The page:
When I was younger Streatham was known for only one thing; its gargantuan and spectacular ice rink. We would put on our cool bomber jackets, exchange our best crepes (yoof speak for shoes, mum) for some skanky boots and skate the day away to the winsome harmonies of BoyzIIMen.
Now though, memories of skating in Streatham are being squeezed out by the minutes spent gallivanting around the charity shops.
I am a charity shop ADDICT. I start going through withdrawal if I don’t go for a week (symptoms include pottering around my friend’s homes, picking things up from their shelves with an inquiring gaze.) I like that it is a kind of shopping that requires imagination and vision (my husband didn’t have that vision when I showed him a little packet of retro Christmas candles this evening) and that it builds patience as you dedicatedly wait until you come across the item you hope for.
So Streatham REALLY floats my boat. It must have the most number of charity shops per sq mile then any other area in London. In the one mile walk from Streatham Hill along Streatham High Road to Streatham Station there are TWELVE of ’em and two junk/antique shops. Never has a road so aptly been nicknamed (er, by me and Tim) The Golden Mile.
Here is the run down but also check out the google map where I’ve handily plotted them for you!
Give a Little
Begin at the top with Give a Little at 77 Streatham Hill- just opposite the Mega Bowl. Bursting at the seams with clothes and trinkets, both up and downstairs. Clothes tend to be on the steeper side – £7-8 for skirts but all good quality. The bric-a-brac is fairly priced, nice mugs for £1.
Trinity Hospice Shop
Stay on the same side of the road for this sprawling jumble sale kind of a shop, chocka block with quirky things and people. I love the kids clothes section- literally a tiny mountain of garments that you bury your nose into – three for £1.
A little shop that involves popping off the main street a few metres, but well worth browsing as the prices for things vary wildly.
Relief Fund for Romania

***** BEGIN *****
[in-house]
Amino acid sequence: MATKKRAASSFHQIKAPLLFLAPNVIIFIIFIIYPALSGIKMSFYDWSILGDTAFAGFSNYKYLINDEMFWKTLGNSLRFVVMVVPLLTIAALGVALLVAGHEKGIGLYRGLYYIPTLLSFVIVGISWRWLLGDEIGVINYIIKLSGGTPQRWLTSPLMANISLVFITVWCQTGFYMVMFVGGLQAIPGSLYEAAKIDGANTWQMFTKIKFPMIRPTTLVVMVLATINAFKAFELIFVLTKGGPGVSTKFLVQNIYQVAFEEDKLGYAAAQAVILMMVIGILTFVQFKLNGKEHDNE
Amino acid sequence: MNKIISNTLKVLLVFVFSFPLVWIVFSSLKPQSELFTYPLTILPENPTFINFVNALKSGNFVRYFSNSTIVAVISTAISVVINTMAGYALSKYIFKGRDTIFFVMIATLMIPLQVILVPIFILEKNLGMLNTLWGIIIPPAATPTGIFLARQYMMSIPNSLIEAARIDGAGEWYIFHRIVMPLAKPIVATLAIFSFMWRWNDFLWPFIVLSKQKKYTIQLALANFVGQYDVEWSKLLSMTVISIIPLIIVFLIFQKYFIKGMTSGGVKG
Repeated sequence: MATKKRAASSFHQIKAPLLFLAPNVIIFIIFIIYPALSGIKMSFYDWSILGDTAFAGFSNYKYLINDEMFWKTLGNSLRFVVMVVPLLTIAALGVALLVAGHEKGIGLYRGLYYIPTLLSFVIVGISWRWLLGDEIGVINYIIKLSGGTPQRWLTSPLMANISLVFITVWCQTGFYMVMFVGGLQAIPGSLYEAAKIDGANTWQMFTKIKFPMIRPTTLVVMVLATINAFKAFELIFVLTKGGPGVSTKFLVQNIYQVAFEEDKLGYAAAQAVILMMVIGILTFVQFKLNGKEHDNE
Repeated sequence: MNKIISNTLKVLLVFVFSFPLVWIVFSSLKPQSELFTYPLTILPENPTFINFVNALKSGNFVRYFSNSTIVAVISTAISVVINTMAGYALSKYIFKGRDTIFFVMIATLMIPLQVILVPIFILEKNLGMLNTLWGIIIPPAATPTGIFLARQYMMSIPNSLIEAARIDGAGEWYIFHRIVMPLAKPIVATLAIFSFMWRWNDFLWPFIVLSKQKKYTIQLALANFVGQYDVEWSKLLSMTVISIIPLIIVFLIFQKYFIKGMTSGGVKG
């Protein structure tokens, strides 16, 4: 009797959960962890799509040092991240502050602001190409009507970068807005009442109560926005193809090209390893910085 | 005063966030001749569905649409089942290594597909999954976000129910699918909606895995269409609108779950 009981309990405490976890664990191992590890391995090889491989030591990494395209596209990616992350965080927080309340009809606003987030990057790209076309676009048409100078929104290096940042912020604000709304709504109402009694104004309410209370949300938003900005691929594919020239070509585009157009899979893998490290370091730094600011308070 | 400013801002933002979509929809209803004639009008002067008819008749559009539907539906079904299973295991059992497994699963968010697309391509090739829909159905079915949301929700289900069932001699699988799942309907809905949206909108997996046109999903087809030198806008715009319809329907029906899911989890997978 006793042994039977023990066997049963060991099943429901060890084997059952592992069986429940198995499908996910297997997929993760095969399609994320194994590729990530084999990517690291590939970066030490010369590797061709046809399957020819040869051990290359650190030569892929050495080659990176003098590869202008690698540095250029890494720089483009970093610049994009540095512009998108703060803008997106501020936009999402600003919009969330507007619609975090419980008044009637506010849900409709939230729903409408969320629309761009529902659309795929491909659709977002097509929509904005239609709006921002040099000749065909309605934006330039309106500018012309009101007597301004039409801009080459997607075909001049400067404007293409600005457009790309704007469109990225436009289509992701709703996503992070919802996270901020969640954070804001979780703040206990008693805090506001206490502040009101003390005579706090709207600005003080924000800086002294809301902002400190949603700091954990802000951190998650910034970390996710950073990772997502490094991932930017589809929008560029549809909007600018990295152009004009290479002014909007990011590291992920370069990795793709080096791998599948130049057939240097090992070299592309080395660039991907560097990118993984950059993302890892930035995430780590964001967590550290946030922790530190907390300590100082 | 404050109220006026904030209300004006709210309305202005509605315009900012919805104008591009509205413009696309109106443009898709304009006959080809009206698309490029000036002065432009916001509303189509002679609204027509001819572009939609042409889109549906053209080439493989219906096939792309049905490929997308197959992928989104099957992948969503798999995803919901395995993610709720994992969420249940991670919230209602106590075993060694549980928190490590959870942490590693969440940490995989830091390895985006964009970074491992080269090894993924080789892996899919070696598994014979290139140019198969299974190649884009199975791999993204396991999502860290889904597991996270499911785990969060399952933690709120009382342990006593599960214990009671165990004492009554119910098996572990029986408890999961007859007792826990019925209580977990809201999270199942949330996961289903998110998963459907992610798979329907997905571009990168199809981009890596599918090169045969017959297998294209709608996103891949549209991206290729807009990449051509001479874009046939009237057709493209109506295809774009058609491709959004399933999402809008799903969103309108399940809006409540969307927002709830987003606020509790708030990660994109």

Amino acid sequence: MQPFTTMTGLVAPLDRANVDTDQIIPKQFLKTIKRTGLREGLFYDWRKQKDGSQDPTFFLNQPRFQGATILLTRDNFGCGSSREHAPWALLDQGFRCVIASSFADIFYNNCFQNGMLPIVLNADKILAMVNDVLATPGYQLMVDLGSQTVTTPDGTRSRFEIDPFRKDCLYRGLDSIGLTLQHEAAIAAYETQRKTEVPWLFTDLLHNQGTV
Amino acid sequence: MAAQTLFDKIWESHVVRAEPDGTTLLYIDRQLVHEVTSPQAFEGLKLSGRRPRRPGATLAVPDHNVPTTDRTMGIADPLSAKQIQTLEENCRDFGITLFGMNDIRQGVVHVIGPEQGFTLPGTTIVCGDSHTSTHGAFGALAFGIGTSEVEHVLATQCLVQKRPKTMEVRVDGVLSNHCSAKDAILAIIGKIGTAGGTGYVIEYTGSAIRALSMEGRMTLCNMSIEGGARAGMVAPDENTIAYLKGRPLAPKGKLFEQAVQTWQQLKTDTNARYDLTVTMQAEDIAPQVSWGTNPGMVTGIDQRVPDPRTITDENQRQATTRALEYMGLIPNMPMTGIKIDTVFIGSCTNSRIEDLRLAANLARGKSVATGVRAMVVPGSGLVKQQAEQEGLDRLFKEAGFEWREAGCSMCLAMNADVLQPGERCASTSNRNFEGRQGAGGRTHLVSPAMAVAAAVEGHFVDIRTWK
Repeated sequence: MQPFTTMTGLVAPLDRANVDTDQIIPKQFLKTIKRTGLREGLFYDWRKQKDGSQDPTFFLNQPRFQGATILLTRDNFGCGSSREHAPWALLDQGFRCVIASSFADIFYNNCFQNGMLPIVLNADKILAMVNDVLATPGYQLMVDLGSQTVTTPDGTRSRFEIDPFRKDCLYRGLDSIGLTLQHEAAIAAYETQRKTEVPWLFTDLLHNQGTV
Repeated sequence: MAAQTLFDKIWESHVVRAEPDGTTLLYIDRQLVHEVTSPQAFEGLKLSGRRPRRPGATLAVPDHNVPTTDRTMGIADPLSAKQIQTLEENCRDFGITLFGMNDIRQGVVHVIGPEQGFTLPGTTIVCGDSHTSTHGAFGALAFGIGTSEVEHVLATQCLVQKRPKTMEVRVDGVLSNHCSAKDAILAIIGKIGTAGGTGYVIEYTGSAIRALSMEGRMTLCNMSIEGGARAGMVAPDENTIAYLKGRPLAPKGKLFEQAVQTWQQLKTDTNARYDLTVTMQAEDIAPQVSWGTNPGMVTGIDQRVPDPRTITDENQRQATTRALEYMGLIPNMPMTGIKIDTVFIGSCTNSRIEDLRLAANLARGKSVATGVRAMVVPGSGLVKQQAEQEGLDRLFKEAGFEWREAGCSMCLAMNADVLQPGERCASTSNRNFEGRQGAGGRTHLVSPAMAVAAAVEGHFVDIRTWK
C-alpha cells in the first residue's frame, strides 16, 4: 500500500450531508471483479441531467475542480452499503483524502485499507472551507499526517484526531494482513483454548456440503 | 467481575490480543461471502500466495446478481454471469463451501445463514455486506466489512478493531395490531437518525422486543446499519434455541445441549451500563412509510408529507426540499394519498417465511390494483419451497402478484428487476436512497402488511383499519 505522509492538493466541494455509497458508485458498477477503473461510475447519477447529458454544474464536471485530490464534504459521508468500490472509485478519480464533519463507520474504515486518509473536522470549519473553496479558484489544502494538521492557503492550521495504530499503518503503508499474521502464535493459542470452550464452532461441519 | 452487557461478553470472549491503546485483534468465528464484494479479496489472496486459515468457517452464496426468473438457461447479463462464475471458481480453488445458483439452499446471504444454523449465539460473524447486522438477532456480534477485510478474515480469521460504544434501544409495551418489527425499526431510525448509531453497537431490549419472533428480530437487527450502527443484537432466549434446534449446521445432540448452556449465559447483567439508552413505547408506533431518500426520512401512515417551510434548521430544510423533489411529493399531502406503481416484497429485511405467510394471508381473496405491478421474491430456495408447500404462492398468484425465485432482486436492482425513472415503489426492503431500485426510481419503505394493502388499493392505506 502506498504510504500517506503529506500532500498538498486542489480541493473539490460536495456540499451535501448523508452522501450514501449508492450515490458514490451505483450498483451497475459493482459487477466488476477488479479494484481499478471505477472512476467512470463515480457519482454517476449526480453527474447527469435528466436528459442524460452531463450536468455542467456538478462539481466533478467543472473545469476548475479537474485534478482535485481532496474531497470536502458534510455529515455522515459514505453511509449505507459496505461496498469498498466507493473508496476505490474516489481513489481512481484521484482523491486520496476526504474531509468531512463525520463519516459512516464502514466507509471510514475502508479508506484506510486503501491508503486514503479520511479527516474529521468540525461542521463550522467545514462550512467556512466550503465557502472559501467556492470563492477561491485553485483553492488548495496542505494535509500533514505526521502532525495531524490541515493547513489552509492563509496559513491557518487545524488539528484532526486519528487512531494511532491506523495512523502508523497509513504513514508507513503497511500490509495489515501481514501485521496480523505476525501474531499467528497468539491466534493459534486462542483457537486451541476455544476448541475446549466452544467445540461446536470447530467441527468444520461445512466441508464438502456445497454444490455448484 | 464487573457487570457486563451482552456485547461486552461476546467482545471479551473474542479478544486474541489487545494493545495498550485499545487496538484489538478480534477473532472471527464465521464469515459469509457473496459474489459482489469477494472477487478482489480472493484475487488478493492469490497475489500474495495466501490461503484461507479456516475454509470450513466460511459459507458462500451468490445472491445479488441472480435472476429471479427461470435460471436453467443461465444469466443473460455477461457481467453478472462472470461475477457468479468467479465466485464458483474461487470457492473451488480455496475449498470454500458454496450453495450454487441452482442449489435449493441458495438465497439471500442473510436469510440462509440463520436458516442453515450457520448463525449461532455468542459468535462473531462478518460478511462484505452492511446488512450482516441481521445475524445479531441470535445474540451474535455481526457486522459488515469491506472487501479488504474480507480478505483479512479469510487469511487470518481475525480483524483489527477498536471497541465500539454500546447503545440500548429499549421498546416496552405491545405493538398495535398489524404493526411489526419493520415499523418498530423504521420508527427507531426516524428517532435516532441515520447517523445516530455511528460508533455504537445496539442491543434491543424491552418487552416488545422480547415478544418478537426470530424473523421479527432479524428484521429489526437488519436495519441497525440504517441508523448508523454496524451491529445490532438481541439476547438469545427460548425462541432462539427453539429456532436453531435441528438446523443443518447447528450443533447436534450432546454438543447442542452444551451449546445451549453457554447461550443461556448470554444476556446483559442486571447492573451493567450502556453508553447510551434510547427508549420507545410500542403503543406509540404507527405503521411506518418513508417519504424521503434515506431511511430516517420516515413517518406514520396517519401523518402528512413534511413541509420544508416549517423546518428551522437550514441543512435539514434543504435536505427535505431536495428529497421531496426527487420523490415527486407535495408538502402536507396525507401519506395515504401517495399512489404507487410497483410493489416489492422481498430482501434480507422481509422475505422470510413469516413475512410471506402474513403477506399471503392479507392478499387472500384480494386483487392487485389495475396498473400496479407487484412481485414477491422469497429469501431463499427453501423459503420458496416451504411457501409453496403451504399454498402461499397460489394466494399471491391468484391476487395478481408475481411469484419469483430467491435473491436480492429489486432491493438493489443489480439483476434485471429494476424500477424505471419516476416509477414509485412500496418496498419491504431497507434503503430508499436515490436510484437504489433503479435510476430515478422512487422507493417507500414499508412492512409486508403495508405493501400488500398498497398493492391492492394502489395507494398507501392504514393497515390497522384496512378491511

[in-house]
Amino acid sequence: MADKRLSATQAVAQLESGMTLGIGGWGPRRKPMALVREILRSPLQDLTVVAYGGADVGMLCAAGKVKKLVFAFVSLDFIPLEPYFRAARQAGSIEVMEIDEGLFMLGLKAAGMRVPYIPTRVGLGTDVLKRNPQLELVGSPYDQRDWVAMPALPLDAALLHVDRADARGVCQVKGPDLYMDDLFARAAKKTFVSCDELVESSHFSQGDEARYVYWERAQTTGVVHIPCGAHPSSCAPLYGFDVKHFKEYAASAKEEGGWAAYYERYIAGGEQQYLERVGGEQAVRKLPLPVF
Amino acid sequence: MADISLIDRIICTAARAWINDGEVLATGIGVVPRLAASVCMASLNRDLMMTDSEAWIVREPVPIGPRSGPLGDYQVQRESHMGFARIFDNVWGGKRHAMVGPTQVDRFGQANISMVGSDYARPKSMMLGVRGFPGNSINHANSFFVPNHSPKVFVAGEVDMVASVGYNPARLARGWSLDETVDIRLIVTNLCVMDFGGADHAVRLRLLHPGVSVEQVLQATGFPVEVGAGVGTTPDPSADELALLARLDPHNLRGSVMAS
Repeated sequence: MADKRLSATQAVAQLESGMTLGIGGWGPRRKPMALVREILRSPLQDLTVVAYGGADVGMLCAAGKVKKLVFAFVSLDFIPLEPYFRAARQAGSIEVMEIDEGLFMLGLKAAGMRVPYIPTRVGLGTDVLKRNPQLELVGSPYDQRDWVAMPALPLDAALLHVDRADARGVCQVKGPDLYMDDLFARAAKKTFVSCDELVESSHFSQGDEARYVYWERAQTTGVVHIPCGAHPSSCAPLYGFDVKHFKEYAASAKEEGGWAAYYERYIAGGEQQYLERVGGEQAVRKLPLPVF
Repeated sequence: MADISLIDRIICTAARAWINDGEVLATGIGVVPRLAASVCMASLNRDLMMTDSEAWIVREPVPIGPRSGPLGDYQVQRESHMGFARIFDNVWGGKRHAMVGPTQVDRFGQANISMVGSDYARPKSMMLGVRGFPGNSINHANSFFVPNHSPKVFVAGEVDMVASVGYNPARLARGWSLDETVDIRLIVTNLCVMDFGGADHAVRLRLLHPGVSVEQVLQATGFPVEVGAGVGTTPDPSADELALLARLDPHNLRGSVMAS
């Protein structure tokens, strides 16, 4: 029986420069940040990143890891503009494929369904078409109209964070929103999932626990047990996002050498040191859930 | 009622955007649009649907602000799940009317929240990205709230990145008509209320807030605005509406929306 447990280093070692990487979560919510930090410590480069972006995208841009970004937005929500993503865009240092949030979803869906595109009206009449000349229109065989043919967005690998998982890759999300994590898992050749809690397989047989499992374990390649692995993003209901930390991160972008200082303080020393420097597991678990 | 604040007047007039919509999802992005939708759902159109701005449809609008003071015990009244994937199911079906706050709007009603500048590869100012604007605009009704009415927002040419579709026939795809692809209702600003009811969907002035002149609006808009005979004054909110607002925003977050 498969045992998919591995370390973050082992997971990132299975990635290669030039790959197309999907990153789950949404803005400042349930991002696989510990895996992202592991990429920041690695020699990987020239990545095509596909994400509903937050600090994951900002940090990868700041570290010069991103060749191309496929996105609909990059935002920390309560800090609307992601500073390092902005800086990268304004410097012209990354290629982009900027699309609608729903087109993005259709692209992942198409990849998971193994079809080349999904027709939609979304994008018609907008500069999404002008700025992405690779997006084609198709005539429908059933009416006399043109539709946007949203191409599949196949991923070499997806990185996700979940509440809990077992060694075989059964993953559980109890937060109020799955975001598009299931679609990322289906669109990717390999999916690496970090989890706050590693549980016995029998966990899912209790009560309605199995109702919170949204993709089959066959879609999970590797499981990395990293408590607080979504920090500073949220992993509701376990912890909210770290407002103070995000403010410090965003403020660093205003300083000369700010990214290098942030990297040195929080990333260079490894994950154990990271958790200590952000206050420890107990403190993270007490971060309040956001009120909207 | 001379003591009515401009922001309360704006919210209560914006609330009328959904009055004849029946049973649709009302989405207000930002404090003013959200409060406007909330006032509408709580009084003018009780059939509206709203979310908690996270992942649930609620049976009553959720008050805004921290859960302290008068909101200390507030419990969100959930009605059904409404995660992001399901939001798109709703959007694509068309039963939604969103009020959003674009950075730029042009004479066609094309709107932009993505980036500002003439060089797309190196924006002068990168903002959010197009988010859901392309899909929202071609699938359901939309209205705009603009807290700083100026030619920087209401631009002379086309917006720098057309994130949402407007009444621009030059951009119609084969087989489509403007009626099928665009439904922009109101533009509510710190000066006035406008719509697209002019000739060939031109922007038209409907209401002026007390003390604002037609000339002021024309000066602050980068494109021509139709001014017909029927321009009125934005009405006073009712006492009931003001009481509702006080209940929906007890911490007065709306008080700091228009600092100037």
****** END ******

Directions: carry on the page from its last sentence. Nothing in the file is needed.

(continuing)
Carry back down the main road for a while until you come across the little yellow sign pointing you up to the left. This one has £1 rails- hurrah! Sometimes when you need jumpers for craft projects you really don’t want to spend more than £1 but these rails are so rare.
British Red Cross Books and Music
Cross over the road for the next two. A huge selection here, carefully laid out. In specific Books and Music shops I find you don’t get the bargains you might in another shop but you are paying for a higher chance of finding something ace, aren’t you?
This Trinity Hospice Shop is as sparse as the first is sprawling. But they have selected the choiciest cuts, and there are some creative little crannies. (Doe we say crannies?)
Nip back over the road for this new, massive Oxfam – this one is the Ikea of chazza shops. Clean, spacious, affordable and air conditioned! Primarily for furniture and bric a brac, they have some gorgeous things in there. Our sofa hails from here, this massive, bed like thing and it was only £30.
Amazing shoes and clothes- I snapped up a pair of Reef flip flops from there today for £3.99, they kinda, mostly fit me, even though they say a size 10 and I’m a size 6. Just a few inches sticking out the back. I wonder if I can snip that off…
They have the longest rail for dresses ever seen (each one around the £5 mark) and the BEST tunes. One of my favourite things about charity shopping is the eclectic music and how it is perfectly acceptable to singalong. (No?)
British Red Cross
Huge selection of clothes and lovely crockery. They always seems to have some nice retro bits in here too.
Working for Charity
Tiny shop with a small selection of things. The things were LOVELY but, dare I say it, a bit overpriced. I saw this tea set and thought “OOf, I’d stretch to £15 for that” as it was so beautiful. Turns out they wanted £58. Yep. £58.
The ongoing charity shop pricing dillema. See, on one hand I agree that they have a responsibility to their charity to get as much as they can for an item. On the other hand, I feel like they play an important redistribution role too – making beautiful and good things affordable for those less well off.
This is quite a new shop and swanky with it. It’s a Next Generation charity shop – making charity shopping more clean and appealing to the masses. (However, personally? Give me a rumble in the manky old jumble anyday.)
There it is, The Golden Mile – for some of the best charity shopping in London. The prices reflect those of other Capital charity shops – no 50p china plates here- but for sheer volume and overall thriftiness Streatham is Where It Is At.
Having a little one, I have to plan my charity shop traipsing carefully- ensuring Ramona gets a chance to run wild either before or after. Being a scorching day we trundled round the corner to Tooting Bec Lido, this fabulous old school pool, where we bumped into a wonderful friend, scoffed ice cream and splashed our merry wee hearts out. Heaven.
And Now, Roll Up, Roll Up- Time for the Charity Shop Blog Hop!
I am well excited about reading everyone’s write ups- be it local or exotic.
Please link back here (with the image if poss) and visit all the other linker-upperers to share a comment– hopefully you’ll find even more charity shop lovers than you knew of. Hurraahhh!
Just click below where the links (and photos) will be displayed in all their glory…
And finally, if you are on Twitter use the hashtag #charityhop (see what I did there?)